Ed Miliband’s party reforms have received a relatively comfortable ride since they were announced a few weeks ago, but the Collins Review faced its most public opposition so far this weekend. Young Labour – the party’s youth wing – narrowly voted to oppose Miliband’s party reforms at their annual conference.
Initially, it appeared that by 103 votes to 100 Young Labour had voted to back party reform, but after a recount the proposals were rejected by 109-107. That means delegates representing Young Labour at the party’s special conference next week will be voting against party reform (although due to their size compared to other affiliates, Young Labour only has two delegates, so their opposition is unlikely to materially impact the result on Saturday.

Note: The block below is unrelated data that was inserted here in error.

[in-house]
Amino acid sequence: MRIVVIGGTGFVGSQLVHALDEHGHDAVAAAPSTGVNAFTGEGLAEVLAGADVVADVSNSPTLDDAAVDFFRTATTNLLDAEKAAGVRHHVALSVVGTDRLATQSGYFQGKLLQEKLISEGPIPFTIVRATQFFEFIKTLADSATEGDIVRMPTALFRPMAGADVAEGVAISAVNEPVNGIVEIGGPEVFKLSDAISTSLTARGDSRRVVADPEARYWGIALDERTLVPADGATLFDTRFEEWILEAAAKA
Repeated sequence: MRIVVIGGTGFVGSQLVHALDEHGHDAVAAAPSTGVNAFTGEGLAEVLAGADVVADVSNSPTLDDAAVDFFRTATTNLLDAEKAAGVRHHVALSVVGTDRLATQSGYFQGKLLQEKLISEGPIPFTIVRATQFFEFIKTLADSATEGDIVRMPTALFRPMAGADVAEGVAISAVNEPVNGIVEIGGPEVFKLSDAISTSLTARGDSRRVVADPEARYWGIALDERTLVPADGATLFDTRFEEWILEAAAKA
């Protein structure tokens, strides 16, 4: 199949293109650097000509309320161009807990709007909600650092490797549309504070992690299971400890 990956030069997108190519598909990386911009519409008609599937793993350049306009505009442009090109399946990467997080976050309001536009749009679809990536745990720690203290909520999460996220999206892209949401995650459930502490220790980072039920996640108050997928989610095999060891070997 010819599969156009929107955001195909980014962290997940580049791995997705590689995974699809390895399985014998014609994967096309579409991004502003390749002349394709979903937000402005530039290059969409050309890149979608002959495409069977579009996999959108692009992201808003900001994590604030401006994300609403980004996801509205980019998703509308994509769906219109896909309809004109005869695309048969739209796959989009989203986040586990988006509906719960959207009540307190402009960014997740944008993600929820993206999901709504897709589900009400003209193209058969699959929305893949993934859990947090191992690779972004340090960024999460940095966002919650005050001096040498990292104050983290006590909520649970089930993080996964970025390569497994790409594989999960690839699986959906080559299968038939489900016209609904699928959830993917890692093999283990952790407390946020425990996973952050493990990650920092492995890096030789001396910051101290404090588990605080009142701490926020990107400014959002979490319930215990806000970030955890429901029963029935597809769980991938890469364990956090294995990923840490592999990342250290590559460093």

In response a Labour spokesperson defended Miliband’s party reforms, and suggested that opponents “find change difficult to accept”:
“Ed Miliband’s reforms are the biggest changes in the way politics is done for generations. Some people may find change difficult to accept but there is a strong consensus that together we can build a genuinely One Nation Labour Party based on the principle of One Member, One Vote.”
Alongside opposing the Collins Review, Young Labour also voted this weekend in favour of renationalising the railways, abolishing right to buy and a “super tax” on Britain’s wealthiest.